A girl takes photos of the panda house where the giant panda Basi lived. (File photo/China News Service)
(ECNS) - A project employing artificial intelligence alongside images and video material has been launched to bring back to life of the giant panda Basi, the world's oldest captive panda that died at the age of 37 in 2017.
Strait Panda Research and Exchange Center in Fuzhou, where Basi spent her last days, announced the project on Thursday on the one-year anniversary of the popular panda's death.
According to the Institute of Automation, the Chinese Academy of Sciences (CASIA), one of the earliest national automation institutes in China, the project will reconstruct a virtual Basi based on her physical shape, skeletal and muscular system and fur in a virtual 3D environment.
The virtual panda will not only mimic Basi’s acts and expressions as AI is used to combine all kinds of information but also act as an encyclopaedia of panda knowledge.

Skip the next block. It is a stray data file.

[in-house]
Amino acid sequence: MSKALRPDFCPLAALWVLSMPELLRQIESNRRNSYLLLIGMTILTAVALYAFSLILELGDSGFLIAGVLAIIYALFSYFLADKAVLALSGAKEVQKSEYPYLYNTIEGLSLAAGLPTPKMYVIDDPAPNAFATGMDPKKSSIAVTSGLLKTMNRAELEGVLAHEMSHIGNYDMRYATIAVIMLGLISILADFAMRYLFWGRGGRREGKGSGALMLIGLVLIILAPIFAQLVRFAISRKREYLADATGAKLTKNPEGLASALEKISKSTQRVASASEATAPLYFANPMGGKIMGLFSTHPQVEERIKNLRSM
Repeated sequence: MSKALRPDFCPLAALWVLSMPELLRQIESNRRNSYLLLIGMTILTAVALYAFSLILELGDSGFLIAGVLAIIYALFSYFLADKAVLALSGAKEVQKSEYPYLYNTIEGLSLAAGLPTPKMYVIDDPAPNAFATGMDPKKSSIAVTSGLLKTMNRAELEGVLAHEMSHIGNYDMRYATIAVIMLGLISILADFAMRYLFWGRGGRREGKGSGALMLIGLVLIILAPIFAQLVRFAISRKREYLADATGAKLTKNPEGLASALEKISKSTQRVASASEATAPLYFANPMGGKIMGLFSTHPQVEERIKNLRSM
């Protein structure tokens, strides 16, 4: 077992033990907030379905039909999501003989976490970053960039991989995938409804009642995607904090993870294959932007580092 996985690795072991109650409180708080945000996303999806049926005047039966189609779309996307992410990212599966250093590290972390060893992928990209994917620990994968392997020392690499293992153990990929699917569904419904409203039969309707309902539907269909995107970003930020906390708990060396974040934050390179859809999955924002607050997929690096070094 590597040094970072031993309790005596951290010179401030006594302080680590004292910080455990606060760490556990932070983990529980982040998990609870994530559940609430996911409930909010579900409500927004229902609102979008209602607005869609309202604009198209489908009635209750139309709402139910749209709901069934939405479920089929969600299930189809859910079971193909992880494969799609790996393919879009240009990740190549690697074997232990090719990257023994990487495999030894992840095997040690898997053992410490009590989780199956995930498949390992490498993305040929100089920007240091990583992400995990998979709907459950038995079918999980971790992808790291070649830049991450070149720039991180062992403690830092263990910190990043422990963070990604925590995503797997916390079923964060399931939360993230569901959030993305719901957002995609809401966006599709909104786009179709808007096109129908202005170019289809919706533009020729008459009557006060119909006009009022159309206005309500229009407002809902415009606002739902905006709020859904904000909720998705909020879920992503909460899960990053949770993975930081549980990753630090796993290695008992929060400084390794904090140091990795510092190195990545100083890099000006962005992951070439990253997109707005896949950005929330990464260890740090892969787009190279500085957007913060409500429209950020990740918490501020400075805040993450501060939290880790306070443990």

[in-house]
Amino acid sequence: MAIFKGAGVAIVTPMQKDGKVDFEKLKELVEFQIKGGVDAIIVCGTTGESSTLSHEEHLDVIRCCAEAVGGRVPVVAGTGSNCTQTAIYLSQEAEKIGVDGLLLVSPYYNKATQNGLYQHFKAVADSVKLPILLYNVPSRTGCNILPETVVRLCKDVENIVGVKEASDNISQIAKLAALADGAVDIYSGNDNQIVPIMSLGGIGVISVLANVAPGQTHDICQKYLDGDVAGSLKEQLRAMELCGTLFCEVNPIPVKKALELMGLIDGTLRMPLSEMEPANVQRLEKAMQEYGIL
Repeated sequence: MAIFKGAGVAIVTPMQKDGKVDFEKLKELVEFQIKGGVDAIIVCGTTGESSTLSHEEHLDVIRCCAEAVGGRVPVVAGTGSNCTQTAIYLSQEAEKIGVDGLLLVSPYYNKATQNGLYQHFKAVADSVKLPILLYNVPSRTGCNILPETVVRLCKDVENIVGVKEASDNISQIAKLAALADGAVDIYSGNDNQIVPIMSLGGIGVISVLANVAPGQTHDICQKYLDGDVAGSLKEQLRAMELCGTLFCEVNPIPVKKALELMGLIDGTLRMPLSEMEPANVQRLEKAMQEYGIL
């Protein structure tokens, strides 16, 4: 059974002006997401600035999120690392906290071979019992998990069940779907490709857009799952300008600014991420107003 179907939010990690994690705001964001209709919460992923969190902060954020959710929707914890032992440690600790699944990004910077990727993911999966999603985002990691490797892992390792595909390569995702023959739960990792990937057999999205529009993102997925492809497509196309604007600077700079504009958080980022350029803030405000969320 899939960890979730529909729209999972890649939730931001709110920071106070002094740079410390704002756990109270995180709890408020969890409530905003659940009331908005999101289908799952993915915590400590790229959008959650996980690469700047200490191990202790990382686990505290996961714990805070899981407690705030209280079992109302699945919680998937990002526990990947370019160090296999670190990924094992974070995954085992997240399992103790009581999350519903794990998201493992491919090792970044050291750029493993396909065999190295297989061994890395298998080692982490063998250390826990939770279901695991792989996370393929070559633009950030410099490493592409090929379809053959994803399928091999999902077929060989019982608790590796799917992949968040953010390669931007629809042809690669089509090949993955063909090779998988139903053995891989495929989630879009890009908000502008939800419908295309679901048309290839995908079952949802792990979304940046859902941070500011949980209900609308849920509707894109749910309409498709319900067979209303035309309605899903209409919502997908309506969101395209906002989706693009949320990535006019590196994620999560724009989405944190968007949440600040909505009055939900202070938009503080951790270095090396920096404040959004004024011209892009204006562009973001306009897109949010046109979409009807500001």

Yang Yang, an engineer at the institute, said, "We will combine the latest virtual imaging technology and artificial intelligence to revive Basi in the virtual space and time we created."
The virtual panda will also appear in other scenarios, such as computers, mobile phones, VR (virtual reality), and museum exhibition halls.
Basi was born in the wild in 1980. At the age of four, she fell into an icy river and was rescued by local villagers from Basi Gorge in the county of Baoxing in southwest China's Sichuan Province. In 1990, Basi was chosen as the model for Pan Pan, mascot of the Beijing Asian Games, and became a household name.
The average lifespan of wild pandas is 15 years, while those in captivity usually live longer due to better nutrition and living conditions.
Chen Yucun, director of the center, spent half his life keeping the panda, known as a peace envoy after a visit to the United States in 1987. Chen said he feels proud and sad about the legendary panda and looks forward to her virtual reappearance.
It's hoped, through cooperation with cultural associations and artists, Basi could become the image of a new mainland culture and a symbol of “peace, going green and sharing,” said Chen.